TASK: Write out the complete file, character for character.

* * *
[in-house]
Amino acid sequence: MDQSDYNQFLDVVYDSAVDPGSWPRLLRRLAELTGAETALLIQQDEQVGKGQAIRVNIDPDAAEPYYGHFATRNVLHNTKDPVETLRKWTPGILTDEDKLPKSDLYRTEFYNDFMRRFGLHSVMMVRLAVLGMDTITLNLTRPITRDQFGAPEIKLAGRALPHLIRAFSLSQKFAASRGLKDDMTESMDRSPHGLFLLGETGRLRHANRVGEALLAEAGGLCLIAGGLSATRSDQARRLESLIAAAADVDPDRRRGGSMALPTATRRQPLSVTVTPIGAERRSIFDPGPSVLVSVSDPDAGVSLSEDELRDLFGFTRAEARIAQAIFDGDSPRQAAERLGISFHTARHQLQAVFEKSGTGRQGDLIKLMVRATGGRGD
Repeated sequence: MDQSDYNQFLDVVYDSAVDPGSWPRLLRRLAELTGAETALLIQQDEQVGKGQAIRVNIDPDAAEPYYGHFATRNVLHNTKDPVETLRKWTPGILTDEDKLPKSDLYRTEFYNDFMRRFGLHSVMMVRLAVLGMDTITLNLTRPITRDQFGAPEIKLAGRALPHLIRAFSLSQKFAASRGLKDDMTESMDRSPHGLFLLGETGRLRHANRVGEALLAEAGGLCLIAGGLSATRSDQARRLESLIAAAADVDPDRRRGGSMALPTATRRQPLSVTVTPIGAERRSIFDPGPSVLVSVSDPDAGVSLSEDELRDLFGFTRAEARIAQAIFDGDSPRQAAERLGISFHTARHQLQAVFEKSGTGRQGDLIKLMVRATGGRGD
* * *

[in-house]
Amino acid sequence: MDQSDYNQFLDVVYDSAVDPGSWPRLLRRLAELTGAETALLIQQDEQVGKGQAIRVNIDPDAAEPYYGHFATRNVLHNTKDPVETLRKWTPGILTDEDKLPKSDLYRTEFYNDFMRRFGLHSVMMVRLAVLGMDTITLNLTRPITRDQFGAPEIKLAGRALPHLIRAFSLSQKFAASRGLKDDMTESMDRSPHGLFLLGETGRLRHANRVGEALLAEAGGLCLIAGGLSATRSDQARRLESLIAAAADVDPDRRRGGSMALPTATRRQPLSVTVTPIGAERRSIFDPGPSVLVSVSDPDAGVSLSEDELRDLFGFTRAEARIAQAIFDGDSPRQAAERLGISFHTARHQLQAVFEKSGTGRQGDLIKLMVRATGGRGD
Repeated sequence: MDQSDYNQFLDVVYDSAVDPGSWPRLLRRLAELTGAETALLIQQDEQVGKGQAIRVNIDPDAAEPYYGHFATRNVLHNTKDPVETLRKWTPGILTDEDKLPKSDLYRTEFYNDFMRRFGLHSVMMVRLAVLGMDTITLNLTRPITRDQFGAPEIKLAGRALPHLIRAFSLSQKFAASRGLKDDMTESMDRSPHGLFLLGETGRLRHANRVGEALLAEAGGLCLIAGGLSATRSDQARRLESLIAAAADVDPDRRRGGSMALPTATRRQPLSVTVTPIGAERRSIFDPGPSVLVSVSDPDAGVSLSEDELRDLFGFTRAEARIAQAIFDGDSPRQAAERLGISFHTARHQLQAVFEKSGTGRQGDLIKLMVRATGGRGD